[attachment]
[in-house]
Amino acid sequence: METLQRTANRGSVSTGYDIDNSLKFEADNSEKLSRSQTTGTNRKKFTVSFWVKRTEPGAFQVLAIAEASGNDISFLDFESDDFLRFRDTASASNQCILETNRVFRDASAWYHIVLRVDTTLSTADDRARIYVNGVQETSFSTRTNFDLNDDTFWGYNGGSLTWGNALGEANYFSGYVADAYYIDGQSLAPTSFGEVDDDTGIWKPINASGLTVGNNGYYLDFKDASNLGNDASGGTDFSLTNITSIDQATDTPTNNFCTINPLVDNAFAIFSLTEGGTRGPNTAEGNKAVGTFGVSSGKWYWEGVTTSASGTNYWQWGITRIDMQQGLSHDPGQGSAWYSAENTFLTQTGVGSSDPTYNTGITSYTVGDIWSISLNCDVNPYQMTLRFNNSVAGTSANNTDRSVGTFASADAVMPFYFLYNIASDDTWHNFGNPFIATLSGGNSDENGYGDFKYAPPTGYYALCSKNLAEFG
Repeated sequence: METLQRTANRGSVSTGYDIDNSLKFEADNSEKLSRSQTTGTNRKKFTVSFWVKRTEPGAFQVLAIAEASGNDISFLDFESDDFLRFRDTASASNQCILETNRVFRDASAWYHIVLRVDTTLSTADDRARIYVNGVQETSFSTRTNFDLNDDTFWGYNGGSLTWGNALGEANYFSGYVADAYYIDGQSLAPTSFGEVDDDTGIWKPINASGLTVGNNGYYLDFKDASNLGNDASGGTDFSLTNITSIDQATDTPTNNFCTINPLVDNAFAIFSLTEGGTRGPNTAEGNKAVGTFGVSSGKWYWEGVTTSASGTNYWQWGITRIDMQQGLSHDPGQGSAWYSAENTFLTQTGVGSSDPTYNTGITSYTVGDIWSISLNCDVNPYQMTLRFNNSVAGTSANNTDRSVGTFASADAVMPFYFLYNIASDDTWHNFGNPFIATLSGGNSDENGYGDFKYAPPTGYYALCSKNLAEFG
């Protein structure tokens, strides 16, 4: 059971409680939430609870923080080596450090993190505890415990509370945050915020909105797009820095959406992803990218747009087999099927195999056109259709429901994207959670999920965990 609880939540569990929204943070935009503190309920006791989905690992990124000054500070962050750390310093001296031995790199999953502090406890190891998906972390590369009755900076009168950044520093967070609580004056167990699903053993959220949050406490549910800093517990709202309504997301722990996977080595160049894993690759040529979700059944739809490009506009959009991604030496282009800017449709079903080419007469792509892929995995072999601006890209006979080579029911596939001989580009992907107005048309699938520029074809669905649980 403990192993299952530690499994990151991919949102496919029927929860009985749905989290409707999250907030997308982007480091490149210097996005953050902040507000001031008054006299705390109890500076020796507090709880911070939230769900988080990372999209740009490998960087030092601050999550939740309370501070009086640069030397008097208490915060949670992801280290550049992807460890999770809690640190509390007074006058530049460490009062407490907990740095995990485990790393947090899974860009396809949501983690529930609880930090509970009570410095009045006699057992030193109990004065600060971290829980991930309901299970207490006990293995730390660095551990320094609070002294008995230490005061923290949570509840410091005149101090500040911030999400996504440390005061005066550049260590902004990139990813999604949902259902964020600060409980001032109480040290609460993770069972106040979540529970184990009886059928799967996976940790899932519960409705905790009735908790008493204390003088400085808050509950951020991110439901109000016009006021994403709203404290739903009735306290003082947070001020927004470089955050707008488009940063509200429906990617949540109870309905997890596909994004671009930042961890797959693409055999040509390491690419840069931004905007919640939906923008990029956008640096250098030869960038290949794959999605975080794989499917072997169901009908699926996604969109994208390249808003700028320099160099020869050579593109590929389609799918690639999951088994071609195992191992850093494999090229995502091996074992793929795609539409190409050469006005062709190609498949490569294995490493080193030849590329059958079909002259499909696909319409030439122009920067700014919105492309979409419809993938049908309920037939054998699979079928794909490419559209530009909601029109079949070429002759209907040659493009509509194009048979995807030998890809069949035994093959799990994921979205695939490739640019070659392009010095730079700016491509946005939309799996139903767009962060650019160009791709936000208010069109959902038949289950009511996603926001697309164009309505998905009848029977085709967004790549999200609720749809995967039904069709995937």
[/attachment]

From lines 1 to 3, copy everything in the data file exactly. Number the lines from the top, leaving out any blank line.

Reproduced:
[in-house]
Amino acid sequence: METLQRTANRGSVSTGYDIDNSLKFEADNSEKLSRSQTTGTNRKKFTVSFWVKRTEPGAFQVLAIAEASGNDISFLDFESDDFLRFRDTASASNQCILETNRVFRDASAWYHIVLRVDTTLSTADDRARIYVNGVQETSFSTRTNFDLNDDTFWGYNGGSLTWGNALGEANYFSGYVADAYYIDGQSLAPTSFGEVDDDTGIWKPINASGLTVGNNGYYLDFKDASNLGNDASGGTDFSLTNITSIDQATDTPTNNFCTINPLVDNAFAIFSLTEGGTRGPNTAEGNKAVGTFGVSSGKWYWEGVTTSASGTNYWQWGITRIDMQQGLSHDPGQGSAWYSAENTFLTQTGVGSSDPTYNTGITSYTVGDIWSISLNCDVNPYQMTLRFNNSVAGTSANNTDRSVGTFASADAVMPFYFLYNIASDDTWHNFGNPFIATLSGGNSDENGYGDFKYAPPTGYYALCSKNLAEFG
Repeated sequence: METLQRTANRGSVSTGYDIDNSLKFEADNSEKLSRSQTTGTNRKKFTVSFWVKRTEPGAFQVLAIAEASGNDISFLDFESDDFLRFRDTASASNQCILETNRVFRDASAWYHIVLRVDTTLSTADDRARIYVNGVQETSFSTRTNFDLNDDTFWGYNGGSLTWGNALGEANYFSGYVADAYYIDGQSLAPTSFGEVDDDTGIWKPINASGLTVGNNGYYLDFKDASNLGNDASGGTDFSLTNITSIDQATDTPTNNFCTINPLVDNAFAIFSLTEGGTRGPNTAEGNKAVGTFGVSSGKWYWEGVTTSASGTNYWQWGITRIDMQQGLSHDPGQGSAWYSAENTFLTQTGVGSSDPTYNTGITSYTVGDIWSISLNCDVNPYQMTLRFNNSVAGTSANNTDRSVGTFASADAVMPFYFLYNIASDDTWHNFGNPFIATLSGGNSDENGYGDFKYAPPTGYYALCSKNLAEFG